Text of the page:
Education Week - January 30, 2013 - (Page 8)
JANUARY 30, 2013
FOCUS ON: CAREER READINESS
Internships Help Students Prepare for the Workplace
Job shadowing also
a tactic schools use
for career readiness
By Caralee Adams
Internships and job shadowing
offer a close-up look at life in the
workplace, yet some high school
students are so focused on academics that they pass up the opportunity, or they are uncertain
about their interests and don’t
know where to start.
But the push to improve college and career readiness and
produce a better-prepared workforce is increasing the pressure
on schools to build partnerships
with businesses. What’s more, educators realize that students are
motivated when they see the relevance of what they are learning.
“The central goal is to get students out of the classroom and
into the real world so they can feel
and see the entire work process,”
said Randy McPherson, a counselor at Trezevant Career and
Technology Center in Memphis,
Tenn., and the American School
Counselor Association’s counselor
of the year in 2011. “Otherwise,
they don’t really grasp what a day
looks like or what a job entails.”
While there is no agency tracking trends with internships, interesting models are being used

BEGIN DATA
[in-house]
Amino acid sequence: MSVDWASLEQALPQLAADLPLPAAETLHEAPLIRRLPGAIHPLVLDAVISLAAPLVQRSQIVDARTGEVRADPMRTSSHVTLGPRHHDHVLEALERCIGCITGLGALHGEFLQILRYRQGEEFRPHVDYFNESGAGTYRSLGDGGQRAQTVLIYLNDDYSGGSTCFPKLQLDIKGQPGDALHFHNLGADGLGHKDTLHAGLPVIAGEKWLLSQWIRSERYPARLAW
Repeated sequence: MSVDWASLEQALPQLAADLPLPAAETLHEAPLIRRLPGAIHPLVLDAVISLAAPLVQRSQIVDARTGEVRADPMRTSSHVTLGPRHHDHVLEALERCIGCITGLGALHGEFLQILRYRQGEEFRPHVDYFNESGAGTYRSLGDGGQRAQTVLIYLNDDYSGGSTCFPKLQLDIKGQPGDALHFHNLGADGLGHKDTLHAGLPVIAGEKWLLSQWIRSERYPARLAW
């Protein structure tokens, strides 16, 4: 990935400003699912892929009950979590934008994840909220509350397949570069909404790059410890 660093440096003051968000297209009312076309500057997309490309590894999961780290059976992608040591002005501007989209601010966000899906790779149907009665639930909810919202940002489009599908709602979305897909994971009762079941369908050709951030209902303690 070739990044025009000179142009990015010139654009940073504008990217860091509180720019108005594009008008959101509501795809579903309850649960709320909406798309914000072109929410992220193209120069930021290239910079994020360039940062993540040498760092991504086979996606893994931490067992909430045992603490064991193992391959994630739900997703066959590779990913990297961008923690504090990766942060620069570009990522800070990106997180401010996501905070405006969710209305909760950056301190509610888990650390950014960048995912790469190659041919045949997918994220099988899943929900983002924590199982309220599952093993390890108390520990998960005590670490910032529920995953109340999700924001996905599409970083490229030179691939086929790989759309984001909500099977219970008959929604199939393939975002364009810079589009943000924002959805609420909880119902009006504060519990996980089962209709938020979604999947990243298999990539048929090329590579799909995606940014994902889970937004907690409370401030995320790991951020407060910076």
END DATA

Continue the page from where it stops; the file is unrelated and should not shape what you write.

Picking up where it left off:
across the country, and students
often find the work exposure enlightening—even life-changing.
Internships can be set up in various ways. Some are offered in the
summer, some on evenings or weekends or during part of the school
day. They can last a few weeks or
more than a year. Many are unpaid,
but some offer a paycheck or grant
school credit for the work.
With job shadowing, students
typically spend a few hours or a
full day on a job site to learn about
Whatever the structure, a work
experience can confirm, or rule out,
a career choice. It can also help students cope with mistakes when the
stakes aren’t so high, as later in life.
Learning on the Job
Alex Carroll worked last fall as
an unpaid intern at a golf course
near his home in Searsport, Maine.
The high school senior has a passion for the sport and was considering it as a career, along with mechanical engineering. The golf pro
showed him the business side and
how to maintain the course.
“I knew a lot of money went into it,
but I didn’t realize how much. And I
didn’t realize how much was needed
to care for the fairways,” said Mr.
Carroll, who had to write a weekly
blog about his experience for school.
After the internship, he decided a
two-year golf college wasn’t for him.
Instead, he’s applying to colleges, including the University of Maine, and
may try to play golf there.
Recognizing the value of workplace exposure, Mr. Carroll’s
teacher, Kathleen Jenkins of Searsport District High School, has
expanded internships and jobshadowing programs with local